PHILIP RUDDOCK: Well, I noticed your program is going to make certain assertions in relation to that. I am unable to say by whose authority he was removed, if he was removed. I simply make the point that it has been claimed he was in Egypt. He is an Egyptian…
MARK DAVIS: Why wouldn’t you know that? Why wouldn’t you know that by now? Why wouldn’t your Department have made inquiries as to how an Australian citizen ends up secretly in an Egyptian jail?
PHILIP RUDDOCK: Well, you know what you’re told. I’m simply saying that in relation to these matters, Egypt has not acknowledged at any time, as I am advised, that Mr Habib was in Egypt.
MARK DAVIS: Have the Americans advised that he was in Egypt?
PHILIP RUDDOCK: I mean we have made inquiries in relation to those matters. We know now he is in American custody in Guantanamo Bay. We see assertions about the way in which other issues are dealt with, but I’m not in a position to account for or detail the way in which America handled the individual detainees. I’m not in a position to do that. I mean, it may be appropriate for me to ask, but I’ve not seen fit to ask at this point in time.
MARK DAVIS: Well, these allegations of torture – and rather extreme torture – aren’t new. What does it take for you to see fit to make inquiry of at least a cursory nature?
PHILIP RUDDOCK: Well, again, I mean, these are not matters about which we can make inquiries. We can ask, but they’re not matters about which we can make inquiries. What we have asked for and been assured is that in relation to not only Mr Habib’s treatment in Guantanamo Bay, but also his treatment at all times that he was in American custody or care or control, that those matters be the subject of investigation and we’ve been assured that they will be but we have had no reports at this stage on the nature of those investigations, who is undertaking the inquiries or the results of them. But that is what we have sought and we believe it was appropriate that we should seek to have those inquiries undertaken.
MARK DAVIS: Well, is it ever the case where a victim in a secret prison makes claims that he’s been tortured. Is there ever a case of getting independent confirmation of that? Shouldn’t you take a victim’s statement extremely seriously and have you done so?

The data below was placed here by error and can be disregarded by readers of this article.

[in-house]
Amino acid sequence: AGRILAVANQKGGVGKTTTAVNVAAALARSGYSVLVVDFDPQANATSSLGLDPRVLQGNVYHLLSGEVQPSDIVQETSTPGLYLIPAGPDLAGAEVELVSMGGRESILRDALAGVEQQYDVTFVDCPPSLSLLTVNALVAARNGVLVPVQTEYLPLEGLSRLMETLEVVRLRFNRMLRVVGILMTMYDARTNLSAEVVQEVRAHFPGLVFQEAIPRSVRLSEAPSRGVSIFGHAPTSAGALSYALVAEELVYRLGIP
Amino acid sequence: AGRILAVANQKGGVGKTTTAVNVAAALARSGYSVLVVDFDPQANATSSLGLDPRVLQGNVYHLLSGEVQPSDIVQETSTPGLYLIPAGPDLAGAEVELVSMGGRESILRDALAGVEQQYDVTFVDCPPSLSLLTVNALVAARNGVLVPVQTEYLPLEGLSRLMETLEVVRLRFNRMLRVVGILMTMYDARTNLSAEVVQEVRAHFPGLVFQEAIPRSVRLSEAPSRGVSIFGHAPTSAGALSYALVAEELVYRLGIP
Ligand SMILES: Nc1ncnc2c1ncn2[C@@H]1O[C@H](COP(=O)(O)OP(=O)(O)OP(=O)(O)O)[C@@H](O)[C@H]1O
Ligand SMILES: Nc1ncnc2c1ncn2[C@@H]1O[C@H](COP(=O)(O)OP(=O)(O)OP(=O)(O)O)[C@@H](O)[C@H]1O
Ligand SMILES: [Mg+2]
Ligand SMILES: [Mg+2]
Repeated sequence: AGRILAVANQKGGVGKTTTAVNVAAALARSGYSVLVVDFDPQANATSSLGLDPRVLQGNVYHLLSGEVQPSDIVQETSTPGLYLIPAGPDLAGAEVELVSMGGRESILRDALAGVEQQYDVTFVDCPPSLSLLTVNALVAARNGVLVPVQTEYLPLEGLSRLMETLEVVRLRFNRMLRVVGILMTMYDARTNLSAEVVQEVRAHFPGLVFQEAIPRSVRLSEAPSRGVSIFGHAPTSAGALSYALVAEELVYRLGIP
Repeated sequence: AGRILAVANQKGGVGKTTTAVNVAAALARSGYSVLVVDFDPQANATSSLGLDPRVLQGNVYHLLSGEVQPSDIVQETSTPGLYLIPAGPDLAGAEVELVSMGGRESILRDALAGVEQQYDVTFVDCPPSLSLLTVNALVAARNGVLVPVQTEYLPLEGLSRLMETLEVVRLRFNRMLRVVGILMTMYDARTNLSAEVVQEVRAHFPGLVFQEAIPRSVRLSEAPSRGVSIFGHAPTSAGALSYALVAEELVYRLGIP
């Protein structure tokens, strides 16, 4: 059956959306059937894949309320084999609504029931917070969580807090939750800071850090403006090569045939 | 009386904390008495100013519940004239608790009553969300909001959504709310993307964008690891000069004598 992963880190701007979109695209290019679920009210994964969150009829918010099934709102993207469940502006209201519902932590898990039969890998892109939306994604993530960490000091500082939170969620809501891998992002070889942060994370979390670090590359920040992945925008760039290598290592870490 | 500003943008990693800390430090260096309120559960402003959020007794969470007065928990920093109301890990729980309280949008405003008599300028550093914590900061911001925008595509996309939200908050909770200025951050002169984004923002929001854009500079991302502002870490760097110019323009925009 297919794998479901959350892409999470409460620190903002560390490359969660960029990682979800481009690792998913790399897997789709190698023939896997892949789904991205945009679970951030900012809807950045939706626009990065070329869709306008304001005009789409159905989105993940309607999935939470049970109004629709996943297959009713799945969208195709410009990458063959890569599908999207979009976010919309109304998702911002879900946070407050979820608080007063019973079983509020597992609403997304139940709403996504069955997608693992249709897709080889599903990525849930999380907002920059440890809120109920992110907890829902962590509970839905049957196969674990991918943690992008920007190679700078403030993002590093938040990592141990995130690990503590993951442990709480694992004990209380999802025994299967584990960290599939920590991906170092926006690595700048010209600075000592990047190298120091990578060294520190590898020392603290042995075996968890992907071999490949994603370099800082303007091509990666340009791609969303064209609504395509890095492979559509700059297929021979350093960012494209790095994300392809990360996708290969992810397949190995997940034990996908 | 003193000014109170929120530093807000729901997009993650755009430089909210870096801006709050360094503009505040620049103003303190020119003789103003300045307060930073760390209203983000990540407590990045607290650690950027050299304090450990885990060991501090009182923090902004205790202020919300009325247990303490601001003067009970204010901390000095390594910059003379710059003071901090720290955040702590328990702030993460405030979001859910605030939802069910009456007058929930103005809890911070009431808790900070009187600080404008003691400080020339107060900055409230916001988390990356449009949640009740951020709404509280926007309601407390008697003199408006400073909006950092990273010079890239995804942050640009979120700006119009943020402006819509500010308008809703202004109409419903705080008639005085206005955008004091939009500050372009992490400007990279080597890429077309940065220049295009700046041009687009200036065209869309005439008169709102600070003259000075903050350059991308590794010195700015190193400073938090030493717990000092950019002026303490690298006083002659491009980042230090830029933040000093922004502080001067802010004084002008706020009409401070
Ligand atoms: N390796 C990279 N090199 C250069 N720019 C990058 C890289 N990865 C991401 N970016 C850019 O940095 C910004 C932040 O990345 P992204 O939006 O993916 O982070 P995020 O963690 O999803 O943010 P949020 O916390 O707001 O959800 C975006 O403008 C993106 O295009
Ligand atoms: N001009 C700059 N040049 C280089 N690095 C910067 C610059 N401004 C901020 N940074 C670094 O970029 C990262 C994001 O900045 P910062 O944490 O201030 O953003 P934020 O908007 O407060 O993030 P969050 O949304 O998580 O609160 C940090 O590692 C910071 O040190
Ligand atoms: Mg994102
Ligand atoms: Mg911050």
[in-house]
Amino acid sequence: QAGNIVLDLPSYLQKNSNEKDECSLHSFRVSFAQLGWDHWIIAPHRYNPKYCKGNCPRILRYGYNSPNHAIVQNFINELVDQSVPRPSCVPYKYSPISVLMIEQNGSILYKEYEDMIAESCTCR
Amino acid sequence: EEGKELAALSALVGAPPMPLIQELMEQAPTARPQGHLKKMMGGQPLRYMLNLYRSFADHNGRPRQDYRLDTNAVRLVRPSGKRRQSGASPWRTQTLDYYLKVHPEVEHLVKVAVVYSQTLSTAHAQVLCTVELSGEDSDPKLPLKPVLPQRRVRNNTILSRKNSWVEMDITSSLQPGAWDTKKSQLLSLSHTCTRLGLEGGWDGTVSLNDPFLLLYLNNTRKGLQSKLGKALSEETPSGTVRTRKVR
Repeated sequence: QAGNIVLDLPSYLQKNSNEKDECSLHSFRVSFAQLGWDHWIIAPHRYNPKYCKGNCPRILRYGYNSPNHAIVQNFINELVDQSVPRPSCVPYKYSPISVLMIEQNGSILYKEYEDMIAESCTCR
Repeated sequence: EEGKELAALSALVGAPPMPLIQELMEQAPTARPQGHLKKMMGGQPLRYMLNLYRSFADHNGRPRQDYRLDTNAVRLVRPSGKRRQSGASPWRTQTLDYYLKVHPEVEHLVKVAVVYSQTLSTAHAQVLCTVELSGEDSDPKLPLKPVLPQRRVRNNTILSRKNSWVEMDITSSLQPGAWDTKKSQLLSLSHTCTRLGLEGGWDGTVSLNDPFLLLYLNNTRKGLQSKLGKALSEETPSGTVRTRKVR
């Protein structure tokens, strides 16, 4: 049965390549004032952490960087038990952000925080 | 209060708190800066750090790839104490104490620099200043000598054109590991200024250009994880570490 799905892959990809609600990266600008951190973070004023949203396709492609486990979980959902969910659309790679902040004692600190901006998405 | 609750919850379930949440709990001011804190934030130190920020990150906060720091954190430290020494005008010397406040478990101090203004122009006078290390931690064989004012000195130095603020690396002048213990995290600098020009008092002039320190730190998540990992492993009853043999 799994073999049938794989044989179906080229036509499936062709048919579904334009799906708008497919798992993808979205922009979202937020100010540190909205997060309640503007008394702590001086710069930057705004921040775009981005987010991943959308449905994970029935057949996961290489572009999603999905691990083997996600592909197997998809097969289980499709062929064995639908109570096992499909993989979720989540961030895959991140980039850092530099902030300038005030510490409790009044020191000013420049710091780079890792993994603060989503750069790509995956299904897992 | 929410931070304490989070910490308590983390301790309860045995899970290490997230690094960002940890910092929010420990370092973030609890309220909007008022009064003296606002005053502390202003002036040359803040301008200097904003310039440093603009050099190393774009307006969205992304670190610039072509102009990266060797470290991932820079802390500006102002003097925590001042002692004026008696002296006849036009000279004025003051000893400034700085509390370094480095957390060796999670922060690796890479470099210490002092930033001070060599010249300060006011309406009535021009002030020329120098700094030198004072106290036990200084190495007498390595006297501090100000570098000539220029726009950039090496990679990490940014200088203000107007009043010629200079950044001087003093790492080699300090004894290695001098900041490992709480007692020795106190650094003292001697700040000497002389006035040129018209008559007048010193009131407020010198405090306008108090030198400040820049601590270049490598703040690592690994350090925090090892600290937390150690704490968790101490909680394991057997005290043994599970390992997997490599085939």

PHILIP RUDDOCK: You see, where I think these matters might be relevant – that was certainly in the course of your program raised by his Australian representative – is if somebody is abused, they have an entitlement to bring actions as any Australian might in Australia under the law of the country in which they’re being held.
MARK DAVIS: When? When? He’s being held without charge, indefinitely, no access to legal counsel.
PHILIP RUDDOCK: Those who believe they have the evidence seek to do that, but in the context of any trial – and there will be a trial of Mr Hicks and we believe charges will be laid in due course against Mr Habib – the question about whether any evidence was raised in a situation in which it is alleged torture occurred, then the weight that is put to that evidence is a matter that will be considered by the relevant tribunal. That’s where these issues become germane in relation to any potential charges that are brought.
MARK DAVIS: If he has been treated, as alleged, what value would you, as a lawyer, place upon the worth of any statements or confessions that he or others in his circumstances should be given, what weight would they carry?
PHILIP RUDDOCK: Well, the weight varies depending upon the nature of the tribunal that deals with these issues. In the context of our courts, the material isn’t entertained. But obviously if it is obtained under duress, the quality of it in terms of being evidence is severely diminished.
MARK DAVIS: Mr Ruddock, thanks again for your time.
PHILIP RUDDOCK: It’s a pleasure.